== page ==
Great. Thank you so much. Just had a couple of follow-ups. And thank you, I know the shareholder letter was longer this quarter, but it was very helpful. My two questions relate to a little bit what other people have been asking. Just looking at what you said about April, are you assuming that spending levels from those affected companies and industries, stay the same throughout the quarter? Or in your assumptions, are you expecting business to actually get better for those affected companies and industries in May and June?

And then my follow-up is just, again, you also highlighted 90% of your revenue comes from existing customers. From the industries that aren’t impacted, what assumptions are you making about net expansions, if you will, versus prior periods for June? Thank you.

James Beer

Okay. Heather, I’ll take that one. So in terms of the guidance that we’ve offered, a few thoughts. First of all, I’d say that the philosophy that we brought to setting the guidance in terms of setting the range, placing the range is quite consistent with what we have done historically. We have laid out a broader revenue range. Clearly, with this macroeconomic uncertainty, there is a greater potential variability in our results. And it’s certainly challenging to accurately estimate the current environment’s impact across such a large customer base.

So we have looked carefully at our experience in April and considered that and our various leading indicators are top of funnel type indicators and assumed that, that sort of situation plays out across the balance of the quarter. So hopefully, that’s helpful to that part of the question.

In terms of around the 90% or so of our revenue that comes from our existing customers. I wouldn’t add anything other than, obviously, we factor in what we’ve been seeing in the last few weeks. And again, think specifically about the relevant forward-looking indicators for that type of element of the overall revenue structure.

Heather Bellini

Great. Thank you, James.

Operator

And your next question is from the line of Gregg Moskowitz with Mizuho.

Gregg Moskowitz

Okay. Thanks. Gregg Moskowitz from Mizuho. Hi, guys. I guess my first question, in the shareholder letter, you mentioned that you have over 150,000 organizations on starter licenses or subscriptions, and clearly, it’s a very large number. However, there were over 175,000 starter accounts a year ago. And just given your very strong top of funnel, I’m wondering why that has declined. In other words, have you converted a lot of these to paid accounts? Or are there a bunch of them that have just gone away for one reason or another? Hello?

Mike Cannon-Brookes

Hi, Gregg. I think, Jay, can you take that one?

Jay Simons

Yes. Hey, Gregg. So I think the macro trend is just the shift to cloud. Remember, like the starter license largely talks about the server end user license for $10. And increasingly, the more attractive value proposition even at the pre-free price was to move to cloud, and that was like the macro trend, people aren’t going to install a piece of software, if you can get it for effectively the equivalent price run in the cloud. So that’s been some pressure. And then free is a far more attractive place to start on any Atlassian product. And so that’s sort of the – I think the macro effect here on the server starter license.

Gregg Moskowitz

Right. Okay. Thanks, Jay. And then just as a follow-up, curious about what kind of demand you saw in the quarter for data center subscription as well as your cloud premium SKU? Thanks.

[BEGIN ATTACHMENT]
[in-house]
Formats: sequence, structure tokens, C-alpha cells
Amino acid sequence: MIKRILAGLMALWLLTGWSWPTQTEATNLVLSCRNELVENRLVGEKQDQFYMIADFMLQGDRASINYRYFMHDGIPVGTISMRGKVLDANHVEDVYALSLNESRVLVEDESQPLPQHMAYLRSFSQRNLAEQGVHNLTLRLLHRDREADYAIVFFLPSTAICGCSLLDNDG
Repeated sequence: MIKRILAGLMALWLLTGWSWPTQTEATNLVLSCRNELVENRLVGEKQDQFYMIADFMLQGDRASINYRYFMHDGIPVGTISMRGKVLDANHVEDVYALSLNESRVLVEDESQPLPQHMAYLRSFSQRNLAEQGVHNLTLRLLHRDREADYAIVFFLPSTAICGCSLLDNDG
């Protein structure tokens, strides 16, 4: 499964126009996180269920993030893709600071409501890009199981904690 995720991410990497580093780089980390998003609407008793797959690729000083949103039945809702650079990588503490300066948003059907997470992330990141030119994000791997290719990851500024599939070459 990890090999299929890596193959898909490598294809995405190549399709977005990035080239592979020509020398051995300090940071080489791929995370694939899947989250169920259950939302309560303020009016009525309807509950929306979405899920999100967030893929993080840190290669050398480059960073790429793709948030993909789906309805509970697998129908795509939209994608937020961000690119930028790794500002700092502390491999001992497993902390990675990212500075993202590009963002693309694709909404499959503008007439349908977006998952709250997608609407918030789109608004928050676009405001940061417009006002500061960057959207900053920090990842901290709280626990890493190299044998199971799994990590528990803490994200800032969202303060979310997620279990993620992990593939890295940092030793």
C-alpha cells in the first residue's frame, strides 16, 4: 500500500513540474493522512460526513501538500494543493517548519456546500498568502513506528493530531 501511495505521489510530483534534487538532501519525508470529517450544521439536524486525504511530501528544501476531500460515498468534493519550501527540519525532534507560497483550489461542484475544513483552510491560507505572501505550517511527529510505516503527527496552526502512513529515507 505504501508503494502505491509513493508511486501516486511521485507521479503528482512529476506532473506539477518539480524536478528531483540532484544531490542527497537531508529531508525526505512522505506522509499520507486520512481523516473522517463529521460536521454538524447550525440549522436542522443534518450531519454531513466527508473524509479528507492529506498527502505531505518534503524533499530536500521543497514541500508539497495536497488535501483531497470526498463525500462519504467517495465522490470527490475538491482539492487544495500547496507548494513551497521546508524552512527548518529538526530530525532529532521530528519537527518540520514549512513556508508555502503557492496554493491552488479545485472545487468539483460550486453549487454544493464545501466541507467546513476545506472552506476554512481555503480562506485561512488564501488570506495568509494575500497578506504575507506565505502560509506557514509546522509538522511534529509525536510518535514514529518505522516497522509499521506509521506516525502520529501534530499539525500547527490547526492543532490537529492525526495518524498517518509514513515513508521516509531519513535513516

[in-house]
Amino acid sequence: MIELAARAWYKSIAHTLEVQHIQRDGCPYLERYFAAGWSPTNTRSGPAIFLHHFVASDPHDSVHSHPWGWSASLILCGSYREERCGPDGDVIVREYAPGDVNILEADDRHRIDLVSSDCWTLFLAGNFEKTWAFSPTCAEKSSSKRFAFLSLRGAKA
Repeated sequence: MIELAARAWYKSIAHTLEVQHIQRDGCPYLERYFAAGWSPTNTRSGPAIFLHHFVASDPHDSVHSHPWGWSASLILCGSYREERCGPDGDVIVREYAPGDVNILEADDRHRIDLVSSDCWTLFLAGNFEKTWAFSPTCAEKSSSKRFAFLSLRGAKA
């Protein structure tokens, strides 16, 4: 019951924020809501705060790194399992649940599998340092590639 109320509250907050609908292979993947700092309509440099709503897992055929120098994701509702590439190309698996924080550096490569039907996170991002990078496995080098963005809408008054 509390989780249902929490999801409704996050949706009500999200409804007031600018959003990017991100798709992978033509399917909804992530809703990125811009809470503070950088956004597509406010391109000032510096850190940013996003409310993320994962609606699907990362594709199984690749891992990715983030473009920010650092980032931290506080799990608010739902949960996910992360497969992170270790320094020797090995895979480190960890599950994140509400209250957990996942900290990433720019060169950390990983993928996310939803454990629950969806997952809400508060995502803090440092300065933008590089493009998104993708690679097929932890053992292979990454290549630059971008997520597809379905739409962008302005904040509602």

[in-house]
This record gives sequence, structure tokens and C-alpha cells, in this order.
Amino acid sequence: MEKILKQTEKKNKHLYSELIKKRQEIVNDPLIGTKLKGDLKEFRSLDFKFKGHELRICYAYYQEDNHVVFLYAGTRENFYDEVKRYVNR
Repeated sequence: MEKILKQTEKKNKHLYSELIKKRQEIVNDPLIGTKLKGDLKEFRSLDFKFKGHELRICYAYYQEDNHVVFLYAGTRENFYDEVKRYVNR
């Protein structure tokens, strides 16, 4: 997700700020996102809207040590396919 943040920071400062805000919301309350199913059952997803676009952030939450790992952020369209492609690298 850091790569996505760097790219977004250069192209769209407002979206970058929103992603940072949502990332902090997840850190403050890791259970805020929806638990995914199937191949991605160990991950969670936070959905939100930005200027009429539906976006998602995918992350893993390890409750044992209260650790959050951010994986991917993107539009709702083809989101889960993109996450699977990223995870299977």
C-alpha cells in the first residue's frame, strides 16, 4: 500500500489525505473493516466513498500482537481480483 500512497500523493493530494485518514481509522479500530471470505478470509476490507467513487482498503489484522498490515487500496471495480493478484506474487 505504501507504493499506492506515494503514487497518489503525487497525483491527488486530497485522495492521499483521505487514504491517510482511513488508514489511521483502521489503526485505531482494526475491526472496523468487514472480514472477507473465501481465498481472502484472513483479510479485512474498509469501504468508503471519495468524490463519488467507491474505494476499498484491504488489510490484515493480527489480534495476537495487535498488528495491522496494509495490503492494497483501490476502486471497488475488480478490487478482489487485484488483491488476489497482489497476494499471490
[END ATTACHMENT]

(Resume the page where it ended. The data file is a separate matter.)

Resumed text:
Jay Simons

Good. We were pleased with both. I think James mentioned this. But largely the enterprise segment, both just in terms of how we performed in the quarter and then the overall pipeline and traction, we saw both through the quarter and headed into this one with positive, both across data center, both directly and then in with our indirect global channel, and from standard to premium as upgrade pattern in cloud.

Gregg Moskowitz

Perfect. Thanks.

Operator

And your next question is from the line of Brent Thill with Jefferies.

Luv Sodha

Hi, this is Luv Sodha on for Brent Thill. Thank you again for squeezing me in. First of all, congrats to Jay given it’s his last quarter. And I wanted to ask maybe a couple of questions. One was now with the release of the Atlassian Cloud Enterprise, could you maybe talk about the investment in Enterprise Advocates? I know you guys have a viral go-to-market motion. But the Enterprise Advocates have been helping in terms of phishing Atlassian as a solution set. So what about the investment in that team going forward?

And then the second one, on the M&A front, I know you guys mentioned that you would be more offensive there. Sort of anything in your portfolio that’s lacking right now? Or how would you think about the strategy going forward? Thank you.

Jay Simons

Yes, I will take the first one. So we’ll continue to invest in Enterprise Advocates as we have to support the data center upgrade motion in server, both the migration motion from server to enterprise cloud and the upgrade motion from standard cloud to enterprise cloud is really similar. And so I think we’ll continue to expand that team to serve the opportunity that enterprise cloud presents, both for existing server customers and moving in for big enterprise customers that are growing.

Remember that we get a lot of leverage in the Enterprise Advocates group, both from our indirect channel that we – that is pretty large and deeply connected to our products and our customers in the market, and we work hand-in-hand with them on that bigger enterprise upgrade motion and selling motion. So we get leverage there, which is why the Enterprise Advocate group can grow modestly over time.